Glencore's Tailspin

Issue 146, November 2015

Glencore's costly expansion from trading commodities into owning mines resembles a failed strategy by bankrupt airline PanAm. That at least is the view of the former chief executive to one of Britain's biggest companies, who was approached to become Glencore's chairman.

Talking anonymously, because Glencore's board appointment process was confidential, he says airlines expanded into owning hotels in the 1970s and 80s, attracted by overlaps and the same customer base. But the strategy always failed, because they became tied to destinations where they had sunk capital, losing flexibility.

Glencore's trading business similarly flips commodities across ever-changing trade routes. It has shipped large volumes of gas from the US to Asia in recent years and a harsh winter in Europe will see it use ice-breakers in the Baltic to export gas from Russia.

But as its shares have nosedived this year, chief executive Ivan Glasenberg has been criticised for bulking-up on mines and branching too heavily into fixed assets, from oil fields to grain depots, swelling the group's capital commitments ahead of a deepening downturn.

Totally Different”

Now the group may be forced to reassess the value of its mining business, following shutdowns in copper and zinc. It has already announced write-downs of at least $9bn since buying mining giant Xstrata for $65bn in 2012.

But the best brains at Glencore reject any comparison to the airline industry. Glencore's strategy is “totally different”, one director says. The overlap between mining and trading is the “same as airlines running their own booking business,” he says, “as they do. We own our assets and sell the product in the best manner available.”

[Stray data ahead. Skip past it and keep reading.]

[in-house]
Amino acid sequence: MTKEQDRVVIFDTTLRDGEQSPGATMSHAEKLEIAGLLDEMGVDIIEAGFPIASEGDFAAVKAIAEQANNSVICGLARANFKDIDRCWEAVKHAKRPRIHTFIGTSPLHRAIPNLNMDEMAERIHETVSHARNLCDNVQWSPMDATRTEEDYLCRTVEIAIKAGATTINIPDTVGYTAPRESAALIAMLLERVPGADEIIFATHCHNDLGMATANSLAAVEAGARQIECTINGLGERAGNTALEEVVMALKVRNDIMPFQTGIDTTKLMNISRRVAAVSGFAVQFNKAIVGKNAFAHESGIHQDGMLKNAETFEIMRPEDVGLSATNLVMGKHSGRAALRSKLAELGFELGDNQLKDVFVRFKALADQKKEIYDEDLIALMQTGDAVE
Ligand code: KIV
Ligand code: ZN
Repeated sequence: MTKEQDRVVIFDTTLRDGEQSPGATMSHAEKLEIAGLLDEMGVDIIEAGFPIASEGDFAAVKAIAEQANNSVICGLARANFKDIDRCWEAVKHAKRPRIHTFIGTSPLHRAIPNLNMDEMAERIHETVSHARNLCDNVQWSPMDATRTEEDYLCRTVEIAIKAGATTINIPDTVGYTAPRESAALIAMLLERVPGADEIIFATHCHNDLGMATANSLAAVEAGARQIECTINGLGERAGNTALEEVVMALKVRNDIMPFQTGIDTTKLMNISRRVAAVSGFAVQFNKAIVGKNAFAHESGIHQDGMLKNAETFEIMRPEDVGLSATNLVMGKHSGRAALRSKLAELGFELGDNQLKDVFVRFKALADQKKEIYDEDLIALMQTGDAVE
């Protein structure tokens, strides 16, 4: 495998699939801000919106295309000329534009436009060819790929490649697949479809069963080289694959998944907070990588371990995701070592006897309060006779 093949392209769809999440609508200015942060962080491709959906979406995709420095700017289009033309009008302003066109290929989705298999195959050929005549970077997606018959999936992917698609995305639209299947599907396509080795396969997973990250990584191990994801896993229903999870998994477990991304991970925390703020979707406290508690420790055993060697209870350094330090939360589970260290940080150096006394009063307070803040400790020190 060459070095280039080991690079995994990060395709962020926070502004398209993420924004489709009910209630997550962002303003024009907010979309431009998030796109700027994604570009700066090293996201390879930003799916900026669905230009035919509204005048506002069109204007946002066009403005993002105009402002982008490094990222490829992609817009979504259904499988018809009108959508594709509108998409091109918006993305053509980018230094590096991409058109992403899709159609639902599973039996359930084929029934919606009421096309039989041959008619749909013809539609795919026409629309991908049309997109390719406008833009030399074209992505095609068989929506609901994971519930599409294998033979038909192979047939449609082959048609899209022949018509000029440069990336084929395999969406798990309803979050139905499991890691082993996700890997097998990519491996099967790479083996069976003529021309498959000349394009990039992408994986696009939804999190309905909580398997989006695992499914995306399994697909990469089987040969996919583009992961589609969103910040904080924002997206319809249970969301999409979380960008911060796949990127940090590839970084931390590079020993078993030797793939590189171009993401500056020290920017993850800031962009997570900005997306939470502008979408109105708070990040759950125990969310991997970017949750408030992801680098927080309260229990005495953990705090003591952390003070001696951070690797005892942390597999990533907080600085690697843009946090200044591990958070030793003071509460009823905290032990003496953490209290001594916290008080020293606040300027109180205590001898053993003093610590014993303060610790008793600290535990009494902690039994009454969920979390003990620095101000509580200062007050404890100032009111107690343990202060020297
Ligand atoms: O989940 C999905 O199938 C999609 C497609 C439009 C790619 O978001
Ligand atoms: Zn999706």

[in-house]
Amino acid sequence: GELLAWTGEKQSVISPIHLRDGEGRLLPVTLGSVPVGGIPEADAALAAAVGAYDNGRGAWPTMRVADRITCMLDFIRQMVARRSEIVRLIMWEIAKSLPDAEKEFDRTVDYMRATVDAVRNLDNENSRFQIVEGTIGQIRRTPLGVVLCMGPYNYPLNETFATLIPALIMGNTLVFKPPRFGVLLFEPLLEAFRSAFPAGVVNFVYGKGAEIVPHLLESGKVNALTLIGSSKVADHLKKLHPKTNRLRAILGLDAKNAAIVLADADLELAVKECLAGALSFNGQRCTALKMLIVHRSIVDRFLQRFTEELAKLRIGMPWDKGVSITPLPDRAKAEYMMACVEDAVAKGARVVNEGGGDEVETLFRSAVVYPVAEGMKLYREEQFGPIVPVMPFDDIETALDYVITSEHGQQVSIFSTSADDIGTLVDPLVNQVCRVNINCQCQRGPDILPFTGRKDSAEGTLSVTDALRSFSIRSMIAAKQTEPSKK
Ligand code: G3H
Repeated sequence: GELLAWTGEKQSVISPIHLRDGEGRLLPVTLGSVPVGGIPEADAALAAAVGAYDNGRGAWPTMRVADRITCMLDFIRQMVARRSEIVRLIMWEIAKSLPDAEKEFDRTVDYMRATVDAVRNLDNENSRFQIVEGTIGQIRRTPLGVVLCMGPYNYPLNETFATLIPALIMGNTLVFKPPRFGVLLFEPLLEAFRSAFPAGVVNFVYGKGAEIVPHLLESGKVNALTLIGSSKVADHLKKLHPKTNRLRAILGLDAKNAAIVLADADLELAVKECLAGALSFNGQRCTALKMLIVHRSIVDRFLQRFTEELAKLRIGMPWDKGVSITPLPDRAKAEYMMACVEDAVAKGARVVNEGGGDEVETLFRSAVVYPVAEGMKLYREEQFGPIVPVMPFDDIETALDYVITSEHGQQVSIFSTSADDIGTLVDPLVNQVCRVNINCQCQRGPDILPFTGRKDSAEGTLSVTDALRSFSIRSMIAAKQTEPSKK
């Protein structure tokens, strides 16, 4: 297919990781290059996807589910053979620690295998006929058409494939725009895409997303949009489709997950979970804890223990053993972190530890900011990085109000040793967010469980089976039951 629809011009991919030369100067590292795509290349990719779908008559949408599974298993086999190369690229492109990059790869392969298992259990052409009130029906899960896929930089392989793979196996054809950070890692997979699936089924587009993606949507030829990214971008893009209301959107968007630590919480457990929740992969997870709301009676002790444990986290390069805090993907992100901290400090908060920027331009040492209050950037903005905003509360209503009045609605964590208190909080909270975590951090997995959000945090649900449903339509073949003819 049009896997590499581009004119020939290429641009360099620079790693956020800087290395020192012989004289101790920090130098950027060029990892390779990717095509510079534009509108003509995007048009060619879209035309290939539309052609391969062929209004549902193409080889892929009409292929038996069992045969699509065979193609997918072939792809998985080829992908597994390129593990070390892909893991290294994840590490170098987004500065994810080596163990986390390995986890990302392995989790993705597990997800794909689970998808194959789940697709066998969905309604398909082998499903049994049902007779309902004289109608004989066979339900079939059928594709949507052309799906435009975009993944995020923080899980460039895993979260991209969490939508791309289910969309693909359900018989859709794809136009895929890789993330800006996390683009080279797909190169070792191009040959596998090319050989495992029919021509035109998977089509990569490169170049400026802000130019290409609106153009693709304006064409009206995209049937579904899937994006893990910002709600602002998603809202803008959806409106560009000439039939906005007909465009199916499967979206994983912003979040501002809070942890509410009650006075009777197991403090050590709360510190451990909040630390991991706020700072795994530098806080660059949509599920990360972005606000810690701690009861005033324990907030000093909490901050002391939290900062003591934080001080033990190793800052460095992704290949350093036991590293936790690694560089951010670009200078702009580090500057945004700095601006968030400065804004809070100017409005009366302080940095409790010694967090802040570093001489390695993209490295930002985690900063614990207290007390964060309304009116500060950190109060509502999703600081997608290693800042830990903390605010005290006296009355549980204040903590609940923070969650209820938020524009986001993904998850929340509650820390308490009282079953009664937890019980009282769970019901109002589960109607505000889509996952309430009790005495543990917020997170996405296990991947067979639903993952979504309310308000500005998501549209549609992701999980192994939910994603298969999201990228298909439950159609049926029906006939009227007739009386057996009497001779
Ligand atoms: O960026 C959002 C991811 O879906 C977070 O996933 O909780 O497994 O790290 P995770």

PanAm built one of the world's largest hotel chains at its height in the 1970s, but hit financial difficulty and began selling non-core assets, finally succumbing to bankruptcy. Air France, Japan Airlines and British Airways have all also experimented in the hotel business, without success.

Bit Extreme

The analogy is “probably a bit extreme”, says Investec analyst Marc Elliott, who triggered a collapse in Glencore's share price in September with a bearish note. “They moved in the asset-heavy direction, which all traders were doing, but Glencore is now faced with the reality that its industrial footprint is so vast, it can't move back.”

Glencore's shares have bounced since September, up 35 per cent, but confidence remains vulnerable to a massive surprise impairment, seasonal copper price weakness, credit-rating downgrades or a sell-note by Goldman Sachs.

Academics who have studied trading firms say the analogy to airlines is fair. “The perception is that Glencore violated the fundamental law of commodity trading firms by going very long,” says Professor Scott Irwin, a grain trading expert at the University of Illinois. “Their timing was terrible and it may or may not drive them under.”

Super Majors

Glencore insiders argue that its hybrid strategy, bridging trading and production, has been pursued for decades by oil super majors, including BP and Royal Dutch Shell.

BP is seen by the market as an asset-owner, but is also sitting on one of the world's largest and lowest profile trading businesses, booking more than 2,000 trades per day. It has not broken-out its trading profits since 2005, when it reported earnings of $3bn, but actively trades the futures market and has pushed against new regulations aimed at introducing position limits and higher levels of public disclosure for trading firms.

BP's finance director, Glencore's head of oil Alex Beard and Swedish oil trading boss Torbjorn Tornqvist all began their careers in BP's trading division, whilst BP's former group chief executive Tony Hayward ultimately landed the role of Glencore's chairman.

“The distinction is that the balance sheets are very different,” says Craig Pirrong, a finance professor at the University of Houston, who has worked with Glencore's trading rival Trafigura. “Maybe if Glencore had implemented the strategy with as little leverage as Shell and BP, it would have worked out differently.”

Glencore's shares closed on Friday at 92p; a market update is due in early December.

“Glencore violated the fundamental law of trading firms...”

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